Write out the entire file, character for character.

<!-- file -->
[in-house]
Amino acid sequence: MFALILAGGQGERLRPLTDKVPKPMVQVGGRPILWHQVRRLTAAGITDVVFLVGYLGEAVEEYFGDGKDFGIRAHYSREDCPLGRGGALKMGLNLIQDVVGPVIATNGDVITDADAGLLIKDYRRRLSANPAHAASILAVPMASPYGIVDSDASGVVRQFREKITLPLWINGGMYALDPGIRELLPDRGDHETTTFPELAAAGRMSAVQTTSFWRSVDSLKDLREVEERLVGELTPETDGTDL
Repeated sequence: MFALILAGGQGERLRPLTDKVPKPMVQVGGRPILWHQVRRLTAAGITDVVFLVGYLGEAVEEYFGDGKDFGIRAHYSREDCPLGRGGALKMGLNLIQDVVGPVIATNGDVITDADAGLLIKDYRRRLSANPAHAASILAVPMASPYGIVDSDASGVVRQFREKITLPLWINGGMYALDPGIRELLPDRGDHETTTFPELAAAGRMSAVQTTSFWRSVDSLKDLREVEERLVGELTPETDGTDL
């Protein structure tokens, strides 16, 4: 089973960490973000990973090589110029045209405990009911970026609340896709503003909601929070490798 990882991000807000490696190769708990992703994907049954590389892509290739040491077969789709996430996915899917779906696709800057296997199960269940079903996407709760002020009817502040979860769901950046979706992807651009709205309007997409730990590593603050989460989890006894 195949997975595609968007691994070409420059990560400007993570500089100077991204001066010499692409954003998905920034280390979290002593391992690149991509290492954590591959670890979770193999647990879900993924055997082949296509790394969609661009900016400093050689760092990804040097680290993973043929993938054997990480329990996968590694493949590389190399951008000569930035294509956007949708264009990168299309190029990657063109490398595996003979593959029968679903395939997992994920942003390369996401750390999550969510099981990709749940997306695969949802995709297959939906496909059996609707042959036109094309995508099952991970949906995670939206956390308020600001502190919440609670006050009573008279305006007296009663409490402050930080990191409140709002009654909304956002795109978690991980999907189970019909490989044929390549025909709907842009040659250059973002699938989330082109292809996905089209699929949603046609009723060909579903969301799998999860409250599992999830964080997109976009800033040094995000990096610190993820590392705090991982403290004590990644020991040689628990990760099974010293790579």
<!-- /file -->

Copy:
[in-house]
Amino acid sequence: MFALILAGGQGERLRPLTDKVPKPMVQVGGRPILWHQVRRLTAAGITDVVFLVGYLGEAVEEYFGDGKDFGIRAHYSREDCPLGRGGALKMGLNLIQDVVGPVIATNGDVITDADAGLLIKDYRRRLSANPAHAASILAVPMASPYGIVDSDASGVVRQFREKITLPLWINGGMYALDPGIRELLPDRGDHETTTFPELAAAGRMSAVQTTSFWRSVDSLKDLREVEERLVGELTPETDGTDL
Repeated sequence: MFALILAGGQGERLRPLTDKVPKPMVQVGGRPILWHQVRRLTAAGITDVVFLVGYLGEAVEEYFGDGKDFGIRAHYSREDCPLGRGGALKMGLNLIQDVVGPVIATNGDVITDADAGLLIKDYRRRLSANPAHAASILAVPMASPYGIVDSDASGVVRQFREKITLPLWINGGMYALDPGIRELLPDRGDHETTTFPELAAAGRMSAVQTTSFWRSVDSLKDLREVEERLVGELTPETDGTDL
């Protein structure tokens, strides 16, 4: 089973960490973000990973090589110029045209405990009911970026609340896709503003909601929070490798 990882991000807000490696190769708990992703994907049954590389892509290739040491077969789709996430996915899917779906696709800057296997199960269940079903996407709760002020009817502040979860769901950046979706992807651009709205309007997409730990590593603050989460989890006894 195949997975595609968007691994070409420059990560400007993570500089100077991204001066010499692409954003998905920034280390979290002593391992690149991509290492954590591959670890979770193999647990879900993924055997082949296509790394969609661009900016400093050689760092990804040097680290993973043929993938054997990480329990996968590694493949590389190399951008000569930035294509956007949708264009990168299309190029990657063109490398595996003979593959029968679903395939997992994920942003390369996401750390999550969510099981990709749940997306695969949802995709297959939906496909059996609707042959036109094309995508099952991970949906995670939206956390308020600001502190919440609670006050009573008279305006007296009663409490402050930080990191409140709002009654909304956002795109978690991980999907189970019909490989044929390549025909709907842009040659250059973002699938989330082109292809996905089209699929949603046609009723060909579903969301799998999860409250599992999830964080997109976009800033040094995000990096610190993820590392705090991982403290004590990644020991040689628990990760099974010293790579």